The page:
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1926_Antiques_Cover.jpg (57257 bytes)

ANTIQUES, October, 1926

Toy Banks

By Willard Emerson Keyes

Illustrations from the collection of David Moskowitz

1926_Antiques-1.jpg (6940 bytes)TO whom is the world indebted for the child’s savings bank? Could it have been Benjamin Franklin, that man of many inventions, whose maxims designed for encouragement of thrift are among our most familiar quotations? Or was it some later and humbler genius — an ironfounder, perhaps, seeking profits from a by-product during a dull season? May it not be that the toy was naturally suggested by the founding, in 1816, of the first chartered banks for savings, or by the strife over the United States Bank in Andrew Jackson’s time? It is impossible to say; for, by their very nature, these little receptacles for vagrom pennies were not precisely toys, nor were they a child’s necessaries like pattens and copper-toed boots.

There is no literature of the depositories for children’s savings. Patient search fails to bring to light the story of their origin. Such meager information as we possess indicates that they made their appearance not much, if any, earlier than the middle of the last century. At any rate, none of the banks pictured here bears positive evidence of having existed previous to the Civil War. The oldest obtainable catalogue of toy manufacturers that lists children’s banks bears no date, but, from certain obscure allusions in it to the Peace Jubilee in Boston, we may infer that it was published about 1870.*

*In this catalogue is an illustration of the Chronometer Bank — A Novelty in Toy Banks — and this description: "The coin, put in at the top is deposited in the vault below, and a mechanical device indicates the number deposited. The upper index contains the numbers from 1 to 10; the lower from 10 to 100. This is supposed to be the work of Father Time, represented in the Medallion as endeavoring to turn a cent into a dollar, suggesting that the accumulation of wealth is the result of the proper employment of Time and Money."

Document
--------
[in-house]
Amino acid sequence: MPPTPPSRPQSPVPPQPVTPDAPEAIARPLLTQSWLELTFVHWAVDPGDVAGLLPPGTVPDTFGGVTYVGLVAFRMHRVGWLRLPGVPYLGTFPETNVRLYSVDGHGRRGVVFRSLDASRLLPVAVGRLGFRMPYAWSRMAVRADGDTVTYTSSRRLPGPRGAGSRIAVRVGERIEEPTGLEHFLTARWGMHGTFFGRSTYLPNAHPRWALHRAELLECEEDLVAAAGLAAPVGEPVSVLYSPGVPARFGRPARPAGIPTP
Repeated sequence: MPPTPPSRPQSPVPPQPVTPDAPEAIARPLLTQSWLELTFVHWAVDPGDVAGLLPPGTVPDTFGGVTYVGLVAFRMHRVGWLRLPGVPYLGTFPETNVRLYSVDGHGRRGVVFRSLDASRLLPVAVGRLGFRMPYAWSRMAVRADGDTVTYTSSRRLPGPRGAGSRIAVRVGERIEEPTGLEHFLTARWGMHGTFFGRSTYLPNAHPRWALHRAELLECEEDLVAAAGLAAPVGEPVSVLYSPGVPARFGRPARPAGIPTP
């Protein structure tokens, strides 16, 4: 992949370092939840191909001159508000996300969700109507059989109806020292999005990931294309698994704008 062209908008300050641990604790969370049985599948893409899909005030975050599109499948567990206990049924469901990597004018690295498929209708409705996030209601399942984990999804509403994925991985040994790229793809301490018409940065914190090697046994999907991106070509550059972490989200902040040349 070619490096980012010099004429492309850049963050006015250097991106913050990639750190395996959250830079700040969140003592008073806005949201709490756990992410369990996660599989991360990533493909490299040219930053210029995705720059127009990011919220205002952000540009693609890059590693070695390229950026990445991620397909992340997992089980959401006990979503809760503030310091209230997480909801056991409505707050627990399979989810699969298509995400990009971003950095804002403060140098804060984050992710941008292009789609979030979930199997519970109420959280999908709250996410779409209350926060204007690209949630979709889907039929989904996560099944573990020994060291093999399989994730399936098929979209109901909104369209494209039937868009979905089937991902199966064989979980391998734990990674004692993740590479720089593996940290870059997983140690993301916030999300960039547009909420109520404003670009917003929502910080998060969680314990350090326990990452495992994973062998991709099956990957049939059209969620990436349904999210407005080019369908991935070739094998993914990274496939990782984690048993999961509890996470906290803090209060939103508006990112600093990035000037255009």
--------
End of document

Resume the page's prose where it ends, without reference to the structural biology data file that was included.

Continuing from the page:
1926_Antiques-2.jpg (32856 bytes)It is certain, however, that toy banks, at any rate of a simple design, were plenty, long before the Peace Jubilee. There are persons now living who recall, in all their vivid brightness, scattered golden days in that tragic time of the conflict between the States, when the war-drums still were throbbing; and, distinct in the picture, standing out clearly in the recollection of the cluttering furniture of the old sitting room, is a little cast-iron bank. Perhaps this object reposed on the mantel — the carved, white marble mantel of mid-Victorian years — the mantel which never knew the glow of a cheerful blaze upon the hearth beneath. Perhaps it rested on the whatnot in the corner, facing those delirious forms in sable haircloth and tortured black walnut which seemed to the eyes of their generations to establish a standard of beauty in household furniture that should endure to be the envy and despair of all posterity to come; but it was there — childhood’s penny bank.

During the long months of the child’s year, the toy bank accumulated its hoard of pennies — gifts and rewards and payments. At Christmas time it disgorged its treasure, but only by a tedious process of shaking and tilting and twisting, until the coins slipped, one by one, out of prison to pursue again their adventurous course through a wilderness of pockets.